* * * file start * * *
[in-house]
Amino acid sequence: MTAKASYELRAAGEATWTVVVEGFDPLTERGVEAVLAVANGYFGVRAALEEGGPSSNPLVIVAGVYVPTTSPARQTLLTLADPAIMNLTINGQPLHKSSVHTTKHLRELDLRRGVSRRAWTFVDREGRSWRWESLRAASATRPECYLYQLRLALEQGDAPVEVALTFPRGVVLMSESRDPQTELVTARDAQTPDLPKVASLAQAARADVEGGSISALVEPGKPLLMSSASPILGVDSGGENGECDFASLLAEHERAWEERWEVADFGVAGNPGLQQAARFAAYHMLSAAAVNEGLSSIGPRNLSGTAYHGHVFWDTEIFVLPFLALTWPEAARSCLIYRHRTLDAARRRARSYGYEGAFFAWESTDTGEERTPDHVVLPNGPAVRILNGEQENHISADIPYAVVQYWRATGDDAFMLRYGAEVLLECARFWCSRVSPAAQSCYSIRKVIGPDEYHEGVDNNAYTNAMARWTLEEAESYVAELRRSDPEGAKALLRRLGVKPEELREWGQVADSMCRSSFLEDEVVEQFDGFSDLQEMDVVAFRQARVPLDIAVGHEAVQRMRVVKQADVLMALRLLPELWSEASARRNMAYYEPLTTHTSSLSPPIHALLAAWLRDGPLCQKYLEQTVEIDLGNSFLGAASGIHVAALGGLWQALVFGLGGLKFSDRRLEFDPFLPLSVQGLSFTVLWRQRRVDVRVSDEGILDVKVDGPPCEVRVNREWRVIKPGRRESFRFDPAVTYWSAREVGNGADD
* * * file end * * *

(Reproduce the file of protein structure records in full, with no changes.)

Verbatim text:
[in-house]
Amino acid sequence: MTAKASYELRAAGEATWTVVVEGFDPLTERGVEAVLAVANGYFGVRAALEEGGPSSNPLVIVAGVYVPTTSPARQTLLTLADPAIMNLTINGQPLHKSSVHTTKHLRELDLRRGVSRRAWTFVDREGRSWRWESLRAASATRPECYLYQLRLALEQGDAPVEVALTFPRGVVLMSESRDPQTELVTARDAQTPDLPKVASLAQAARADVEGGSISALVEPGKPLLMSSASPILGVDSGGENGECDFASLLAEHERAWEERWEVADFGVAGNPGLQQAARFAAYHMLSAAAVNEGLSSIGPRNLSGTAYHGHVFWDTEIFVLPFLALTWPEAARSCLIYRHRTLDAARRRARSYGYEGAFFAWESTDTGEERTPDHVVLPNGPAVRILNGEQENHISADIPYAVVQYWRATGDDAFMLRYGAEVLLECARFWCSRVSPAAQSCYSIRKVIGPDEYHEGVDNNAYTNAMARWTLEEAESYVAELRRSDPEGAKALLRRLGVKPEELREWGQVADSMCRSSFLEDEVVEQFDGFSDLQEMDVVAFRQARVPLDIAVGHEAVQRMRVVKQADVLMALRLLPELWSEASARRNMAYYEPLTTHTSSLSPPIHALLAAWLRDGPLCQKYLEQTVEIDLGNSFLGAASGIHVAALGGLWQALVFGLGGLKFSDRRLEFDPFLPLSVQGLSFTVLWRQRRVDVRVSDEGILDVKVDGPPCEVRVNREWRVIKPGRRESFRFDPAVTYWSAREVGNGADD